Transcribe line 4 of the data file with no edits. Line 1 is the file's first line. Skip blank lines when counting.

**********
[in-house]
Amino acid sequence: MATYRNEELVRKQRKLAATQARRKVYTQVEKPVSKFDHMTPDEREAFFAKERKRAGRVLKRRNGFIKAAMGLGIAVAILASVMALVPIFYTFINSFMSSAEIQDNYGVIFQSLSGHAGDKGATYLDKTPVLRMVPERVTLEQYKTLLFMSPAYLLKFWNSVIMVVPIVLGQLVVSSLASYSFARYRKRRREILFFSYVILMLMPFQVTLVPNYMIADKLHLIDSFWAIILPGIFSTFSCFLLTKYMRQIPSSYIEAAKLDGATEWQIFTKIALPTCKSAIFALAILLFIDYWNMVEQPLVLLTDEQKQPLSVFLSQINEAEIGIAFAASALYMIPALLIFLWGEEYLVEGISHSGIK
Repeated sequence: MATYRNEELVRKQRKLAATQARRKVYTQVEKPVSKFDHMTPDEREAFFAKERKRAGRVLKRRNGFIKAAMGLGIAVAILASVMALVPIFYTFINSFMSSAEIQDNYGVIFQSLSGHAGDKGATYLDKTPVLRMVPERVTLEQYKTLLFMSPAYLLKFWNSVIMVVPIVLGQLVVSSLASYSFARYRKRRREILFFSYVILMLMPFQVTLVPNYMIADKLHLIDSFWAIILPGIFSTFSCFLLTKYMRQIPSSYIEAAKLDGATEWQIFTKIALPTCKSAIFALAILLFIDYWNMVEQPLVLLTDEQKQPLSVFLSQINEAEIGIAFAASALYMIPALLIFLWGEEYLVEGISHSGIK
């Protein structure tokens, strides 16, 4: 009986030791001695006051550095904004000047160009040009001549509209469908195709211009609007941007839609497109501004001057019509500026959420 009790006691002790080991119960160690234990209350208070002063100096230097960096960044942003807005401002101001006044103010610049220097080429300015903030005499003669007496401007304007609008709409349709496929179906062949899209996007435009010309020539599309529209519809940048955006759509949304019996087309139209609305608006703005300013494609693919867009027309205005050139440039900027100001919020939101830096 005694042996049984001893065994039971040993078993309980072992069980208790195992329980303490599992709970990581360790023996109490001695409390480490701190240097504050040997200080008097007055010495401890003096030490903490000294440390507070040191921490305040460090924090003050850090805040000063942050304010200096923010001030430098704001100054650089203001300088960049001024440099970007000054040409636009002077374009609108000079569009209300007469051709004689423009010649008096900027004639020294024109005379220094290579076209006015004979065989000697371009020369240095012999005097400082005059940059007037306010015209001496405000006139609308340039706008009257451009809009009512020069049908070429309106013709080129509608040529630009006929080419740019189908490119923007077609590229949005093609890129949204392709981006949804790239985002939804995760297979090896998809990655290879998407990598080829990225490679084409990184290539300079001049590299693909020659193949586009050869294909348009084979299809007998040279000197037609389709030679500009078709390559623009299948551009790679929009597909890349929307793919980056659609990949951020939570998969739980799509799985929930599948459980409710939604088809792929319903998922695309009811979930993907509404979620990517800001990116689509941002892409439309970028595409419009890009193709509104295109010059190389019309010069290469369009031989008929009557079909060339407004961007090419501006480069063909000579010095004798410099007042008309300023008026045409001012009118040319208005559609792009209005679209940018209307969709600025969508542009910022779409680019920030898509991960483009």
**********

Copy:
């Protein structure tokens, strides 16, 4: 009986030791001695006051550095904004000047160009040009001549509209469908195709211009609007941007839609497109501004001057019509500026959420 009790006691002790080991119960160690234990209350208070002063100096230097960096960044942003807005401002101001006044103010610049220097080429300015903030005499003669007496401007304007609008709409349709496929179906062949899209996007435009010309020539599309529209519809940048955006759509949304019996087309139209609305608006703005300013494609693919867009027309205005050139440039900027100001919020939101830096 005694042996049984001893065994039971040993078993309980072992069980208790195992329980303490599992709970990581360790023996109490001695409390480490701190240097504050040997200080008097007055010495401890003096030490903490000294440390507070040191921490305040460090924090003050850090805040000063942050304010200096923010001030430098704001100054650089203001300088960049001024440099970007000054040409636009002077374009609108000079569009209300007469051709004689423009010649008096900027004639020294024109005379220094290579076209006015004979065989000697371009020369240095012999005097400082005059940059007037306010015209001496405000006139609308340039706008009257451009809009009512020069049908070429309106013709080129509608040529630009006929080419740019189908490119923007077609590229949005093609890129949204392709981006949804790239985002939804995760297979090896998809990655290879998407990598080829990225490679084409990184290539300079001049590299693909020659193949586009050869294909348009084979299809007998040279000197037609389709030679500009078709390559623009299948551009790679929009597909890349929307793919980056659609990949951020939570998969739980799509799985929930599948459980409710939604088809792929319903998922695309009811979930993907509404979620990517800001990116689509941002892409439309970028595409419009890009193709509104295109010059190389019309010069290469369009031989008929009557079909060339407004961007090419501006480069063909000579010095004798410099007042008309300023008026045409001012009118040319208005559609792009209005679209940018209307969709600025969508542009910022779409680019920030898509991960483009």